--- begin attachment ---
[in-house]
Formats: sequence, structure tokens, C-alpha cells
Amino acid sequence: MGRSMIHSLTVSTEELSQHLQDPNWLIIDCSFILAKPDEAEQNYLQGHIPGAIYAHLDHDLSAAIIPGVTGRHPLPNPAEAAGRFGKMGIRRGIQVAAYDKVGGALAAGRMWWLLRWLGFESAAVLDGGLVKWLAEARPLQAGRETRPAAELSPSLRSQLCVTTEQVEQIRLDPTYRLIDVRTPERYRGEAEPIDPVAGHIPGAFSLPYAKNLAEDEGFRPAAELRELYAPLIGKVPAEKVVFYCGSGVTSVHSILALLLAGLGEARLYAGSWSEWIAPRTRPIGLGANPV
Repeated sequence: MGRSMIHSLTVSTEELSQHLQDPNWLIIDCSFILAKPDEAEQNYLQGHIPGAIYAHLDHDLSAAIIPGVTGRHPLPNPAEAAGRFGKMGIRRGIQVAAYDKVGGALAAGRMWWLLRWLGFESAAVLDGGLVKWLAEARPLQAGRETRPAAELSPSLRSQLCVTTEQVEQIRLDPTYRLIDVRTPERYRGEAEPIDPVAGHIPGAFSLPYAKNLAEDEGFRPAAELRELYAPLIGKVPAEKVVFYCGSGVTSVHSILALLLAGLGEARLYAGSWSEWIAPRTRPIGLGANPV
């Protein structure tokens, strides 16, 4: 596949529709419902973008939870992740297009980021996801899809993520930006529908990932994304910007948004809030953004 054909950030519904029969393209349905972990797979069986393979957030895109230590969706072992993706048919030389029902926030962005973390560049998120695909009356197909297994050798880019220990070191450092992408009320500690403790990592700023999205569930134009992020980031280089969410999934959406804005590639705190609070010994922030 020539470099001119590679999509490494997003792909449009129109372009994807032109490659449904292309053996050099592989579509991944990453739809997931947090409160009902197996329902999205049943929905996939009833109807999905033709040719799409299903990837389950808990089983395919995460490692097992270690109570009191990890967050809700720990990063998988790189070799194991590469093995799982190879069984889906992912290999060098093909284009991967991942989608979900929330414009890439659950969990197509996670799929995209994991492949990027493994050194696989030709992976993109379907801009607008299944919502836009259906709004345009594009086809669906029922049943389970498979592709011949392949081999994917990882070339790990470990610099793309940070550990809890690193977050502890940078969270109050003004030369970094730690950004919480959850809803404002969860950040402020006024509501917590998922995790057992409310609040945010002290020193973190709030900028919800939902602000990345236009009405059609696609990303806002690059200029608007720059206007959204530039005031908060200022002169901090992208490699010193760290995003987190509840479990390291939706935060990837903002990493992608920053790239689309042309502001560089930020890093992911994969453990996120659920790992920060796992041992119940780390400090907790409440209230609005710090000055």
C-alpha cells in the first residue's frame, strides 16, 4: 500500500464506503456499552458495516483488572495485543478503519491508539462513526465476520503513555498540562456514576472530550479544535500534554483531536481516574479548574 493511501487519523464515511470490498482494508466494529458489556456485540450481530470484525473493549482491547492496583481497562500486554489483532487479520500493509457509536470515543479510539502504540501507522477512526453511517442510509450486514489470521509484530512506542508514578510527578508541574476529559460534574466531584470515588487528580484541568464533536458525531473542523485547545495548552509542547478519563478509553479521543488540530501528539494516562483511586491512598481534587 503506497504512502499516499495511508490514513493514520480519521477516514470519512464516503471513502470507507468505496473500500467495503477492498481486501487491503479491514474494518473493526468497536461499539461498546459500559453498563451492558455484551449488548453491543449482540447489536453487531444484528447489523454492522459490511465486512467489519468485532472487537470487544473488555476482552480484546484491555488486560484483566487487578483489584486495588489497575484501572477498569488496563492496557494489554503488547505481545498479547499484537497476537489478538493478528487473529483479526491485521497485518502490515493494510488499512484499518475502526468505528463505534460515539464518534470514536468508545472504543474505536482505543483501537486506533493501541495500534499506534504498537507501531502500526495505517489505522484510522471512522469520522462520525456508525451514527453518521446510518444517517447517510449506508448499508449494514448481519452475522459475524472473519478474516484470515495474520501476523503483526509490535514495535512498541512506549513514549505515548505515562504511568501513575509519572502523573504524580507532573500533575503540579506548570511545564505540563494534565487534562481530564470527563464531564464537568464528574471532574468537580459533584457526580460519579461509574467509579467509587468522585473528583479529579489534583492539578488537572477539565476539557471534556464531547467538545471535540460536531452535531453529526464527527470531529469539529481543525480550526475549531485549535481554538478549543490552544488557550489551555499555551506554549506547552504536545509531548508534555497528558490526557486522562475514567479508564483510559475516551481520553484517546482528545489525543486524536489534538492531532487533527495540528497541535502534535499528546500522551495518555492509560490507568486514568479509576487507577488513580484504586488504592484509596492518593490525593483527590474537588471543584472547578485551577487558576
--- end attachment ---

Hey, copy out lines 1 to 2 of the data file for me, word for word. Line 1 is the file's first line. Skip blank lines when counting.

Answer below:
[in-house]
Formats: sequence, structure tokens, C-alpha cells